Life of Brian

December 5

Monty Python's Last
Flying Circus (1974)

It was on this date, December 5, 1974, that the last episode of the ground-breaking BBC-TV comedy series, "Monty Python's Flying Circus," was shown on British television. The six-member writer/actor group included John Cleese, Graham Chapman (d. 1989), Terry Jones, Michael Palin, Eric Idle and Terry Gilliam. "Monty Python's Flying Circus" was broadcast as 46 30-minute episodes beginning on 5 Oct 1969.

Some of their most memorable sketches include a man trying to return a Dead Parrot to a pet shop; a Cheese Shop that is completely uncontaminated by cheese; the Lumberjack Song that doesn't sound like any lumberjacks we know; the Spam song and many others. As their fans know, nothing is sacred in the skewed Monty Python universe: not politics, not sex, and certainly not religion. Among their irreligious revelries are "The Spanish Inquisition":
Monty Python's Flying Circus
Monty Python's Flying Circus

     Chapman: I don't know — Mr Wentworth just told me to come in here and say that there was trouble at the mill, that's all — I didn't expect a kind of Spanish Inquisition.
     Cardinal Ximinez of Spain: Nobody expects the Spanish Inquisition! Our weapon is surprise... surprise and fear... fear and surprise.... Our two weapons are fear and surprise... and ruthless efficiency.... Our three weapons are fear, surprise, and ruthless efficiency... and an almost fanatical devotion to the Pope.... Amongst our weapons.... Amongst our weaponry... are such elements as fear, surprise.... I'll come in again.
Then there's "Crackpot Religions Ltd" and "Every Sperm Is Sacred," a satire on the Catholic church's attitude toward birth control;
Every sperm is sacred
Every sperm is great
If a sperm is wasted
God gets quite irate.
The skewering of faith continued in the Monty Python movies, especially Monty Python's Life of Brian (1979), which satirizes the rise of the Christian religion with a fictional Brian who keeps getting mistaken for the Messiah. Brian was banned in Norway and Ireland for blasphemy — then cleverly re-released in the US on 30 April 2004 for its 25th anniversary, two months after the theatrical release of The Passion of the Christ (2004)!

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Martin Van Buren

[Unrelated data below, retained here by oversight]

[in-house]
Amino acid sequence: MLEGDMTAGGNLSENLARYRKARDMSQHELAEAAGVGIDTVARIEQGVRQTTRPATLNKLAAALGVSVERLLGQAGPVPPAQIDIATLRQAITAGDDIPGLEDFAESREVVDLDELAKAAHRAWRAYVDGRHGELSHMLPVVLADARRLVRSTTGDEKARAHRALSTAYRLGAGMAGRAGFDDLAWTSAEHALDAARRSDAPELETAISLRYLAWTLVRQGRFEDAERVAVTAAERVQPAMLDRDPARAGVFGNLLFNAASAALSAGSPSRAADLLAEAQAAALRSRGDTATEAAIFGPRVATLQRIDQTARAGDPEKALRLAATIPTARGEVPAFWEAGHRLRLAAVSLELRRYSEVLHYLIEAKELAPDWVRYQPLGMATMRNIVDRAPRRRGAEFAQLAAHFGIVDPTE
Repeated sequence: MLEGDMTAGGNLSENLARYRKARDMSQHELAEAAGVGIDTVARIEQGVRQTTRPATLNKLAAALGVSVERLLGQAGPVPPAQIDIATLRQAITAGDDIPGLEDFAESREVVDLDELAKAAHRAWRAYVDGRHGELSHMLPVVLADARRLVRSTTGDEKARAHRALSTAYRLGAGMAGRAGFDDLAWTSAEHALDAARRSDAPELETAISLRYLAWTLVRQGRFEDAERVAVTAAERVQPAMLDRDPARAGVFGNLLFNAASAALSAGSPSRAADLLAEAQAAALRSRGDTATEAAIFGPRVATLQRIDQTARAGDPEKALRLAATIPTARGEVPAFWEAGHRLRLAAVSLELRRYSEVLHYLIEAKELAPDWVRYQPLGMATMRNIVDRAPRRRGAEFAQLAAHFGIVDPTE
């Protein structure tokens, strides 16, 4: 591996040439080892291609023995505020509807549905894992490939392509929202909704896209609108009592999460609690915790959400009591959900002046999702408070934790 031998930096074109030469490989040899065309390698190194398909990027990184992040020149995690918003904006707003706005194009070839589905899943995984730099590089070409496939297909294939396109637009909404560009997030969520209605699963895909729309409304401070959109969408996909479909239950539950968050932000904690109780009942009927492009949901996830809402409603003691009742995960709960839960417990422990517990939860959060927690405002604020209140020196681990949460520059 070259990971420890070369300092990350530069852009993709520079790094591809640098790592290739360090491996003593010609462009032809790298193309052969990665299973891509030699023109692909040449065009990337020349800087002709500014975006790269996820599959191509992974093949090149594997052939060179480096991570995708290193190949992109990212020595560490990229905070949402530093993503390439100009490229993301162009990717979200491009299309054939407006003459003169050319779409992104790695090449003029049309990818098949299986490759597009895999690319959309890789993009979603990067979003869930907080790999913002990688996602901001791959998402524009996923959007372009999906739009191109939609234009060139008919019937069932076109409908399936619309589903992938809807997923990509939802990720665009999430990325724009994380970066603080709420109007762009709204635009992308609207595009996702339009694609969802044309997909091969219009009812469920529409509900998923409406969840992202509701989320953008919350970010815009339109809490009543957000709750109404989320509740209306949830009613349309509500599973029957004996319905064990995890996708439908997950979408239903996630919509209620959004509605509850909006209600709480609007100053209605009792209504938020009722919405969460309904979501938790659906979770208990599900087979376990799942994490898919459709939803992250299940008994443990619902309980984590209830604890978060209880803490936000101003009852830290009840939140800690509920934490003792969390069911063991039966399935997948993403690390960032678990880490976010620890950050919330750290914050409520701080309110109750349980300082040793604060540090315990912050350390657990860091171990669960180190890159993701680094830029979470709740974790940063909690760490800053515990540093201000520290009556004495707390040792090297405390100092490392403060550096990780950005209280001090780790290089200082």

Martin Van Buren (1782)

It was also on this date, December 5, 1782, that the 8th President of the United States (4 March 1837 - 4 March 1841), and the first US President born in the United States, Martin Van Buren, was born in New York. Of Dutch ancestry, he attended the Dutch Reformed Church. A protégé of Aaron Burr and the Vice President to Andrew Jackson, during Van Buren's one-term presidency he attended the Episcopal church in the neighborhood of the White House.

There is no record that Van Buren was a communicant at either church, or that he took any interest in religious subjects. His public professions were pro forma. His biographer, Denis Tilden Lynch, does not paint him as conspicuously pious. In his Autobiography (1920), Van Buren makes no religious profession, but he does criticize the ministers for interfering in political affairs.

In 1840, when news of the arrest and torture of Jews in Damascus for the "blood libel" reached President Van Buren, he cited America's institutions, which "place upon the same footing, the worshipers of God, of every faith and form." American values compelled him, he said, to protest "in behalf of an oppressed and persecuted race, among whose kindred are found some of the most worthy and patriotic of [American] citizens."

Martin Van Buren died of asthma in Kinderhook, NY, on 24 July 1862.

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Ronald Bruce Meyer is a freelance writer.
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